30 June 2010


I'll come back to the ride eventually. It was my first real three-day ride, after all. And there were more adventures. But not today.

Today, I decided around 3 p.m. that I'd had enough for a while. I needed a break. So I told my neighbor Andrew I had an errand to run, picked up my helmet and pocketbook, and headed down to the bike rack.

Nellie Belle rode in on the back of the car this morning. I was running late-ish, and Bri needed the car to make deliveries this evening. But that was fine. It meant Nellie was sitting in her spot in the loading dock, waiting. I strapped my pocketbook under the cargo net, put on my new red-and-pink tropical-floral helmet (fun!), and set out the four blocks to Creation Gardens.

I was back 25 minutes later -- and feeling like I'd had a two-hour break. Creation Gardens is a wholesale "fresh and local" restaurant supplier with a small retail operation on the side. Seriously on the side... The retail store is on a teeny little side street that looks like an alley, just east of the interstate overpass that's just east of Slugger Field. There are two ways to get there from where I work, three blocks west on Main: You can go south to Market, come back east past the interstate, and ride two blocks north -- or you can ride east to Slugger Field, north half a block, east another two blocks, and circle back to the block that's missing. I chose the latter route. It meant I didn't have to deal with any "main drags," and it took me right past the Louisville Extreme Park, which has some really good energy, anytime, day or night. Kids on skateboards and bikes - what can I tell you? Die, obesity, die! :-)

The retail store for Creation Gardens reminds me of nothing so much as Noah's Food Co-Op in Raleigh, back in the '80s when we "old hippies" were still trying to act like old hippies. (These days, we still do, but we're quieter.) They have open shelves, bulk bins, and the stock seems sort of randomly placed -- or at least, the price tags are randomly placed. But I found a couple things that made me say to hell with the price tags. Honest.

My mission was to find some fast salad makings for dinner at Gilda's Club. This is an off week for volunteers, so we'd all signed up for potluck - all of us friends and family and others with ties to cancer - and I was down for "green salad." So... a head of romaine and a head of red leaf lettuce; one red onion; one smallish {pretty!} yellow squash and two small {really pretty) zucchini; two medium-to-small bunches of broccoli; two pints of mixed heirloom cherry tomatoes. And a wedge of Brie - right at 4 oz. for less than $4. Unheard of.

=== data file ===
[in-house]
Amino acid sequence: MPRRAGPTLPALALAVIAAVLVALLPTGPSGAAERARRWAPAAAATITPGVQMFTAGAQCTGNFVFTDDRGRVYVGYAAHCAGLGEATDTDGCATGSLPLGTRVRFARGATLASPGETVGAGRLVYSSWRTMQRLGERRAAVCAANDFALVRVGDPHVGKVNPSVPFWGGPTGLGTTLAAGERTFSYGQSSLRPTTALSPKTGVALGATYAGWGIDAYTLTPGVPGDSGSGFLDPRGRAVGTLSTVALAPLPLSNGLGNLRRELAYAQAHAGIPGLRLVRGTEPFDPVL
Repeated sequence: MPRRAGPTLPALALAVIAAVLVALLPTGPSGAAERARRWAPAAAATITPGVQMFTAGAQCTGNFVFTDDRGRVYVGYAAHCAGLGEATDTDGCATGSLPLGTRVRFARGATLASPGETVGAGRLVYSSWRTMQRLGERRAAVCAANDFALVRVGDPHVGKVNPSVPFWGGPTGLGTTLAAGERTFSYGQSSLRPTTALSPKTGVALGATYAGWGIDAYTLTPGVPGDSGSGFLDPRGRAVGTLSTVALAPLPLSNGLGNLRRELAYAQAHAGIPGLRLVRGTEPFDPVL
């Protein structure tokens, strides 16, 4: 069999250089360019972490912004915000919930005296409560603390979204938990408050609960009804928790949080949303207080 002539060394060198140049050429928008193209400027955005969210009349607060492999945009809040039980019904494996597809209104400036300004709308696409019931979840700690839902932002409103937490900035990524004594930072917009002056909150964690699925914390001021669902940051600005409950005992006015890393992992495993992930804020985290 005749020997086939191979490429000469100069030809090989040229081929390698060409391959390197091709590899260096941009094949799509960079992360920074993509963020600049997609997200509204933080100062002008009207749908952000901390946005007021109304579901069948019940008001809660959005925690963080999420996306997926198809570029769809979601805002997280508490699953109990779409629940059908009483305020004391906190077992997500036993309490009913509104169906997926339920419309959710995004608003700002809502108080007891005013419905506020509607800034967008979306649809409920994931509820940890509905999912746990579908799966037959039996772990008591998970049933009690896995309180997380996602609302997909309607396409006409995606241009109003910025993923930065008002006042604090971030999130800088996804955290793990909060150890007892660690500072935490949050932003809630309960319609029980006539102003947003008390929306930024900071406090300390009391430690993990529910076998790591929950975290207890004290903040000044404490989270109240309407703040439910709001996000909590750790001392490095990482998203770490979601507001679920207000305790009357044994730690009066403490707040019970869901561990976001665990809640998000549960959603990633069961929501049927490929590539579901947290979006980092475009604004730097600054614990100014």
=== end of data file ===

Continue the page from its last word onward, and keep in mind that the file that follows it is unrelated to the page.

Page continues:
They were going to give me a market basket, but I argued a box would strap better onto the back of the bike. The box they found - a plain white one - held my produce, my purse, and my bike lock, and it provided just enough tension on the cargo net that my rear light was quite secure. I'll use that box until it wears out.

Quality of produce? Well, I can tell you this: I came home with about 6 oz. of mixed chopped squash - maybe half a cup - and about half as much chopped broc. I only sliced about 1/3 of the onion, paper-thin, so the other 2/3 remains. The lettuce and the mixed heirloom tomatoes are all gone. I didn't even offer up the Brie.

And I think I may do a quick veggie stir-fry tomorrow evening with the left-over squash bits, broccoli, and a little onion. Maybe we'll have some tomatoes ripe soon.

18 June 2010

Will it go 'round in circles? - Further Confessions of a Whiny Cyclist

I neglected to mention I was starting to get a headache between Frostburg and the MadDog Line, in addition to the fatigue (which I was kind of expecting, having hit my recent max around mile 16). I also neglected to mention the banana was only the beginning. The second it hit my taste buds, I realized I'd eaten nothing except a dozen or so fresh cherries(at Frostburg) since leaving Roy Rogers several hours before. I was into Negative Calorie Zone - I'd burned more than I'd taken in already since getting up that morning.

So I had the banana, two Kashi bars, a handful of my Better-Than-Gorp trail mix (recipe available on request), and about a quart of water before taking off again. Come to think of it, that may have helped almost as much as Delbert McClinton on the iPod...

The summit was more than half the way to our destination for the evening. 24 miles down, 18 or 20 to go. And from where we were standing, it looked like it was downhill all the way.

Appearances can be deceiving. Granted, it was slightly more level than not for several miles, but there was more incline than decline when there was any "cline" at all. It didn't take me long to burn up the banana and the Kashi bars. And I'm slow anyway.

Along about 6 p.m., we were still several miles out from Rockwood, PA, where Bob had found a hostel. After giving me careful directions to follow the trail to Rockwood, turn right and cross the bridge, then turn right again onto Main Street, he went ahead to check us in before the staff left for the evening - and to see if he could find us a steak or something. He thought he remembered a restaurant...

Only a few miles - I could do that on my own! And I did fine, until I hit the construction zone (closed for the weekend, thanks be to the Almighty) with the big chunks of loose gravel on sand that felt like riding on boulders, immediately followed by welcome signs that listed mostly Rockwood businesses. There was a bridge, and there looked to be a Main Street down there, but I'd only gone about 2/3 of the distance Bob told me. So I located the trail connection on the other side of the road (no small feat) and pedaled on.